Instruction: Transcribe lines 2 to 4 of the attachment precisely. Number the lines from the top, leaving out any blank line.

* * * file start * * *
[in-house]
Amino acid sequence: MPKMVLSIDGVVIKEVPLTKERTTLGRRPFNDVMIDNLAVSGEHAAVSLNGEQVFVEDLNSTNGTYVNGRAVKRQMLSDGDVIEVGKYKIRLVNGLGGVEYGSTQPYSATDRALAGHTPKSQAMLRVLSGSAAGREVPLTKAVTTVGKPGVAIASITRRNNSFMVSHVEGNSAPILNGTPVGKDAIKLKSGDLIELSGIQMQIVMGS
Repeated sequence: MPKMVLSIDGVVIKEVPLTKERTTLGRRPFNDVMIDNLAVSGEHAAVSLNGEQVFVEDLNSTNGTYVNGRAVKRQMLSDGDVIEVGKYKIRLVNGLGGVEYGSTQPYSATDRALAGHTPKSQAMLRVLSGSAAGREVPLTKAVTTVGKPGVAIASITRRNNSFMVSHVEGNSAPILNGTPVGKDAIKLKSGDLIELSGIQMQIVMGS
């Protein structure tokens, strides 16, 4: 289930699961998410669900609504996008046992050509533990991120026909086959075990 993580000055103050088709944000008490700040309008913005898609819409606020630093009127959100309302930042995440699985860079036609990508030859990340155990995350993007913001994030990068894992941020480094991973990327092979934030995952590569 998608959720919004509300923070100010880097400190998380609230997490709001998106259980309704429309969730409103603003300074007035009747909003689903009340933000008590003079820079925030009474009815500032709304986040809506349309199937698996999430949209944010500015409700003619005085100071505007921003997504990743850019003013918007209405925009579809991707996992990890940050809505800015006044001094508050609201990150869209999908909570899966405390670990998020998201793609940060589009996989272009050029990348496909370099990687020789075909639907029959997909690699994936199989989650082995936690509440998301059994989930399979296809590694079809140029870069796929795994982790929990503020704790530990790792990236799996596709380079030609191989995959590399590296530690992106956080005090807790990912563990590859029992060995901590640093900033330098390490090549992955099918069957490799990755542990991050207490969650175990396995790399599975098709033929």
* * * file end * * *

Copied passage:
Amino acid sequence: MPKMVLSIDGVVIKEVPLTKERTTLGRRPFNDVMIDNLAVSGEHAAVSLNGEQVFVEDLNSTNGTYVNGRAVKRQMLSDGDVIEVGKYKIRLVNGLGGVEYGSTQPYSATDRALAGHTPKSQAMLRVLSGSAAGREVPLTKAVTTVGKPGVAIASITRRNNSFMVSHVEGNSAPILNGTPVGKDAIKLKSGDLIELSGIQMQIVMGS
Repeated sequence: MPKMVLSIDGVVIKEVPLTKERTTLGRRPFNDVMIDNLAVSGEHAAVSLNGEQVFVEDLNSTNGTYVNGRAVKRQMLSDGDVIEVGKYKIRLVNGLGGVEYGSTQPYSATDRALAGHTPKSQAMLRVLSGSAAGREVPLTKAVTTVGKPGVAIASITRRNNSFMVSHVEGNSAPILNGTPVGKDAIKLKSGDLIELSGIQMQIVMGS
């Protein structure tokens, strides 16, 4: 289930699961998410669900609504996008046992050509533990991120026909086959075990 993580000055103050088709944000008490700040309008913005898609819409606020630093009127959100309302930042995440699985860079036609990508030859990340155990995350993007913001994030990068894992941020480094991973990327092979934030995952590569 998608959720919004509300923070100010880097400190998380609230997490709001998106259980309704429309969730409103603003300074007035009747909003689903009340933000008590003079820079925030009474009815500032709304986040809506349309199937698996999430949209944010500015409700003619005085100071505007921003997504990743850019003013918007209405925009579809991707996992990890940050809505800015006044001094508050609201990150869209999908909570899966405390670990998020998201793609940060589009996989272009050029990348496909370099990687020789075909639907029959997909690699994936199989989650082995936690509440998301059994989930399979296809590694079809140029870069796929795994982790929990503020704790530990790792990236799996596709380079030609191989995959590399590296530690992106956080005090807790990912563990590859029992060995901590640093900033330098390490090549992955099918069957490799990755542990991050207490969650175990396995790399599975098709033929």